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Court says crop at no GM risk

Environmentalists have voiced their concerns surrounding the unknown threat genetically modified foods have on the natural environment following a unique Supreme Court ruling last week.

June 3, 2014 3:06am

GVEG president John Pettigrew.


Environmentalists have voiced their concerns surrounding the unknown threat genetically modified foods have on the natural environment following a unique Supreme Court ruling last week.

Western Australian organic farmer Steve Marsh sued his neighbour Michael Baxter, alleging he lost his organic certification for more than half his farm after GM canola drifted onto his land from Mr Baxter’s property.

The court ruled against Mr Marsh, stating there was no evidence of any genetic transference risk by the GM canola.

Goulburn Murray environment group chairman John Pettigrew said genetically modified plants or ‘‘super-plants’’ posed a possible threat to organic or native species.

‘‘Our worry is some super-plants are a risk to our native environment and landscapes,’’ Mr Pettigrew said.

‘‘We see genetically modified foods (as being) similar to cane toads purely because of the risk if they escaped into our native vegetation.’’

Mr Pettigrew said a GM plant’s advantage could be a hindrance if the need to control it arose.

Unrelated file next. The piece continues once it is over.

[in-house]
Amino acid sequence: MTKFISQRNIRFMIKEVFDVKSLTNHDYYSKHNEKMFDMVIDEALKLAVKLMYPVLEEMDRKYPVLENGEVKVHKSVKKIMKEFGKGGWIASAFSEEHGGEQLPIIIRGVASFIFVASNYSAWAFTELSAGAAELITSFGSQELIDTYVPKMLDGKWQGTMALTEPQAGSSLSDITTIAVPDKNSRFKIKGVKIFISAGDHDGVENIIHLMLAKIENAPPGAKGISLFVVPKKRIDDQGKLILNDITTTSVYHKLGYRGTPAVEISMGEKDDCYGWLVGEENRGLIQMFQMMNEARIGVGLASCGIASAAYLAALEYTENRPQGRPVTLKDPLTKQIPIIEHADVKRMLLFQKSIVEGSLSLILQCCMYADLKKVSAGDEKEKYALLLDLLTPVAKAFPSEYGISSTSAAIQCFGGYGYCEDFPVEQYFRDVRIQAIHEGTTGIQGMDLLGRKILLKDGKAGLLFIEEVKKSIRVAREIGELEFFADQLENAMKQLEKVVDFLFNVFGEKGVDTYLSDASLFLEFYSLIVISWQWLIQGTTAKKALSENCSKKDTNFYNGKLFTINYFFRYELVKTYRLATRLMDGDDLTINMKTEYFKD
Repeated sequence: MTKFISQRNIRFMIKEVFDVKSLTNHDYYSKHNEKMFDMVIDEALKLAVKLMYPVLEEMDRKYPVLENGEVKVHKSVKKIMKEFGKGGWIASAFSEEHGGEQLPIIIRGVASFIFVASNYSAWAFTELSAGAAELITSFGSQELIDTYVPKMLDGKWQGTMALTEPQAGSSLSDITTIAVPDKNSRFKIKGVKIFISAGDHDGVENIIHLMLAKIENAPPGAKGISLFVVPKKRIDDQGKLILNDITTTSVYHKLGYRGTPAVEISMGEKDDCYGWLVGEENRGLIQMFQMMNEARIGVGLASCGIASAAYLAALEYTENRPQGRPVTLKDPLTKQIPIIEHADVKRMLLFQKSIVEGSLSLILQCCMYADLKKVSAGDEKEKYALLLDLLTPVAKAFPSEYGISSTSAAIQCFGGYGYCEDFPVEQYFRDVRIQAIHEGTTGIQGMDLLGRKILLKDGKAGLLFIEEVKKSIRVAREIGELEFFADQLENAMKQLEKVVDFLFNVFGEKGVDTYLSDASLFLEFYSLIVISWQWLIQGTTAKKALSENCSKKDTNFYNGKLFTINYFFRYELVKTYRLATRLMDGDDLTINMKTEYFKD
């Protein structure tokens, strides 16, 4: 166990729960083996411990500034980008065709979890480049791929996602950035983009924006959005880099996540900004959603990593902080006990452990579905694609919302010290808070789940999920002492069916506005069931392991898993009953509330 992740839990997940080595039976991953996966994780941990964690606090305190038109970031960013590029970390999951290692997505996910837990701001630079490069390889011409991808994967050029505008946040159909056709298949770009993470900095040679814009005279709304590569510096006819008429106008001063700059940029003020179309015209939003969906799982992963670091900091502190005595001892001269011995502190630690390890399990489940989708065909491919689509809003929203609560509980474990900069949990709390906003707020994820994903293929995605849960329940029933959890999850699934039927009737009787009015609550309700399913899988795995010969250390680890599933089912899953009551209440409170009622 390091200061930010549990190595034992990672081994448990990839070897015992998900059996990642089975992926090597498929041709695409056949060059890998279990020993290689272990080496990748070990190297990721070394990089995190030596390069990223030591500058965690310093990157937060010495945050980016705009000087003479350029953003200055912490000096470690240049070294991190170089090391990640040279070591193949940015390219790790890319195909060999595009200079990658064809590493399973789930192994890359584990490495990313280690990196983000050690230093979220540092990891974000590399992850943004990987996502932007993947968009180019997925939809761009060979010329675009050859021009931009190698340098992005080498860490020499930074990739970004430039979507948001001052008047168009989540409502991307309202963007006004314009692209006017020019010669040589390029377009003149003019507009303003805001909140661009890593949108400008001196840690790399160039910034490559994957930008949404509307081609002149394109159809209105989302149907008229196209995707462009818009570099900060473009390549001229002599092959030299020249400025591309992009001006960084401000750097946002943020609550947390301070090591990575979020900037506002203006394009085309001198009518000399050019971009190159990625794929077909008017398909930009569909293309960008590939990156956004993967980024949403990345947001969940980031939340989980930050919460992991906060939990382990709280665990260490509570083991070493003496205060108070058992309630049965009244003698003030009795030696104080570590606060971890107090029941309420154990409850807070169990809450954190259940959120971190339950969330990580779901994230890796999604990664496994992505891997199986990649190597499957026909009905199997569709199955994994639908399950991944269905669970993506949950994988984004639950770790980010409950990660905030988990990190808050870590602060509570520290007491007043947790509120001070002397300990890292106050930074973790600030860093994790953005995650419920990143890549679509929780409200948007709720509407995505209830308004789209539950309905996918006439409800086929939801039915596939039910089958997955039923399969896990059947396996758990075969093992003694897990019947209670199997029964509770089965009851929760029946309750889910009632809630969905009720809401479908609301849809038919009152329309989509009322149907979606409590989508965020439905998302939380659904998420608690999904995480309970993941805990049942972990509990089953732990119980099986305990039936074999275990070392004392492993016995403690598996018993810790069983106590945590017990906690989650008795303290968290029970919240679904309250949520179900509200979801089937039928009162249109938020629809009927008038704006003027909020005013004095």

‘‘If they are herbicide-resistant it reduces the way we can control them if they escape,’’ he said.

Victorian Farmers Federation grains group president Brett Hosking said the case was unfortunate for the farmers involved, who were once good friends.

‘‘Discussions on genetically modified foods have a lot of emotion, but we have to discuss the emotion along with the facts,’’ Mr Hosking said.

‘‘It’s an opportunity for organic regulators to look at their certification standards.’’

Mr Hosking said GM crops had scientific research and test procedures that proved they were safe for consumers, and people needed to remember GM crops had strict guidelines.

‘‘It goes before federal, state and sometimes government regulators,’’ he said.

He also said farmers who had chosen GM crops should respect their surrounds and be open with their community prior to planting.

Safe Food Foundation director Scott Kinnear said legislation needed to change.

‘‘State and federal governments have continuously stated that the solution to any GM contamination events is common law,’’ he said.

‘‘This has clearly failed and demonstrates that the law has not kept up with new technologies such as GM.’’

For more, see today's Country News.

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